In Defense of Daydreaming

If you can make it through this longish (by internet standards) article on the importance of daydreaming without actually letting your mind wander than all the power to you.

Even more telling is the discovery that zoning out may be the most fruitful type of mind wandering. In their fMRI study, Schooler and his colleagues found that the default network and executive control systems are even more active during zoning out than they are during the less extreme mind wandering with awareness. When we are no longer even aware that our minds are wandering, we may be able to think most deeply about the big picture.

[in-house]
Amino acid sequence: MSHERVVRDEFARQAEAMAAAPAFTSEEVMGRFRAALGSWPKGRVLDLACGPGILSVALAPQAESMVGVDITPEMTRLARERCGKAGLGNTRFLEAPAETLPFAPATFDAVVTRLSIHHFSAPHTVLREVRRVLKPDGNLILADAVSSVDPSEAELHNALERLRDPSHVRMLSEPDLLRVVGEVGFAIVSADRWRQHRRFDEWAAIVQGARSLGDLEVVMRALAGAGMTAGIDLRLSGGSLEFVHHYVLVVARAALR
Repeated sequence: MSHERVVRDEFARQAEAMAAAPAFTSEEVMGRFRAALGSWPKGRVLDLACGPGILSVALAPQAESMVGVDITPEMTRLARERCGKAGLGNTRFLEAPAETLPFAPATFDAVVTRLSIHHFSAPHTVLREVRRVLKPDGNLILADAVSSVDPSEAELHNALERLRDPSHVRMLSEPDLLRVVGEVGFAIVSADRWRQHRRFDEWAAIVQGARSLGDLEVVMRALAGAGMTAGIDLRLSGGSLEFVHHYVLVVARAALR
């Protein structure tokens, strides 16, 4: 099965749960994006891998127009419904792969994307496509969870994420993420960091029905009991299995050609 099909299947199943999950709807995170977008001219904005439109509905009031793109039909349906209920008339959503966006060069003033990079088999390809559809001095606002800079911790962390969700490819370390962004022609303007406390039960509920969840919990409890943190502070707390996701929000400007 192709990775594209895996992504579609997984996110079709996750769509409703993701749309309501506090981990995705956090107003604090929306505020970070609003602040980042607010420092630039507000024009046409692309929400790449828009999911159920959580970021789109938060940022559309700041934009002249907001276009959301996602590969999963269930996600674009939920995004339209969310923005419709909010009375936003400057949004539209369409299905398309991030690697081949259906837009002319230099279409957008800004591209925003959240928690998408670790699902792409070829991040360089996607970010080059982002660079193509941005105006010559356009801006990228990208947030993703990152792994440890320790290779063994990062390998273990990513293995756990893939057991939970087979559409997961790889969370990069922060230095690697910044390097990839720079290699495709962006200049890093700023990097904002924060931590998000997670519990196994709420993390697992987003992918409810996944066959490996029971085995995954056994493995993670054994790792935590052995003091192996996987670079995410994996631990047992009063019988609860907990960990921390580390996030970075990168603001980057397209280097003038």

Because a fair amount of mind wandering happens without our ever noticing, the solutions it lets us reach may come as a surprise. There are many stories in the history of science of great discoveries occurring to people out of the blue. The French mathematician Henri Poincaré once wrote about how he struggled for two weeks with a difficult mathematical proof. He set it aside to take a bus to a geology conference, and the moment he stepped on the bus, the solution came to him. It is possible that mind wandering led him to the solution. John Kounios of Drexel University and his colleagues have done brain scans that capture the moment when people have a sudden insight that lets them solve a word puzzle. Many of the regions that become active during those creative flashes belong to the default network and the executive control system as well.

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